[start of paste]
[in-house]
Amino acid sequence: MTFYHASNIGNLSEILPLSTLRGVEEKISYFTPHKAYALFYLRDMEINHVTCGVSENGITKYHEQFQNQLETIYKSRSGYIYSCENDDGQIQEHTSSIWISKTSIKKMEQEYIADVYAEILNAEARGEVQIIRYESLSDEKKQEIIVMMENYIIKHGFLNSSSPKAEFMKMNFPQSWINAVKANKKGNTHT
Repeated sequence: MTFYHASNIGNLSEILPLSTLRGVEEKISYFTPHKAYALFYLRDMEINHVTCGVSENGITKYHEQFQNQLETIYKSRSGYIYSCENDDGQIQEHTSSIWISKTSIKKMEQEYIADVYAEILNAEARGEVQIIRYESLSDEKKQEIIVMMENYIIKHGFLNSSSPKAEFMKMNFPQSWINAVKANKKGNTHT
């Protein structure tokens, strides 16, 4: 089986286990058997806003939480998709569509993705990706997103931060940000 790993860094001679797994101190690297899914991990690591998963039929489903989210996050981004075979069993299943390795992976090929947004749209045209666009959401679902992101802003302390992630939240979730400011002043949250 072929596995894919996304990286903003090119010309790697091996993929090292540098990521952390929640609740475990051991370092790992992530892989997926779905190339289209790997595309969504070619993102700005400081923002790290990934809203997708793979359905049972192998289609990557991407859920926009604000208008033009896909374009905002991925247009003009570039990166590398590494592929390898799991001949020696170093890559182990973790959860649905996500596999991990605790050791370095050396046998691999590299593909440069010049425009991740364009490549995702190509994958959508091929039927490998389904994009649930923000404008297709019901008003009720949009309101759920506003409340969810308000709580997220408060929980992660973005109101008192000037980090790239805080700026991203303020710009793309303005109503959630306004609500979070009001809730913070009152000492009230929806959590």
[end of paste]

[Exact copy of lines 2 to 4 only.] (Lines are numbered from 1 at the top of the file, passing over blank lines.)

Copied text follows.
Amino acid sequence: MTFYHASNIGNLSEILPLSTLRGVEEKISYFTPHKAYALFYLRDMEINHVTCGVSENGITKYHEQFQNQLETIYKSRSGYIYSCENDDGQIQEHTSSIWISKTSIKKMEQEYIADVYAEILNAEARGEVQIIRYESLSDEKKQEIIVMMENYIIKHGFLNSSSPKAEFMKMNFPQSWINAVKANKKGNTHT
Repeated sequence: MTFYHASNIGNLSEILPLSTLRGVEEKISYFTPHKAYALFYLRDMEINHVTCGVSENGITKYHEQFQNQLETIYKSRSGYIYSCENDDGQIQEHTSSIWISKTSIKKMEQEYIADVYAEILNAEARGEVQIIRYESLSDEKKQEIIVMMENYIIKHGFLNSSSPKAEFMKMNFPQSWINAVKANKKGNTHT
């Protein structure tokens, strides 16, 4: 089986286990058997806003939480998709569509993705990706997103931060940000 790993860094001679797994101190690297899914991990690591998963039929489903989210996050981004075979069993299943390795992976090929947004749209045209666009959401679902992101802003302390992630939240979730400011002043949250 072929596995894919996304990286903003090119010309790697091996993929090292540098990521952390929640609740475990051991370092790992992530892989997926779905190339289209790997595309969504070619993102700005400081923002790290990934809203997708793979359905049972192998289609990557991407859920926009604000208008033009896909374009905002991925247009003009570039990166590398590494592929390898799991001949020696170093890559182990973790959860649905996500596999991990605790050791370095050396046998691999590299593909440069010049425009991740364009490549995702190509994958959508091929039927490998389904994009649930923000404008297709019901008003009720949009309101759920506003409340969810308000709580997220408060929980992660973005109101008192000037980090790239805080700026991203303020710009793309303005109503959630306004609500979070009001809730913070009152000492009230929806959590």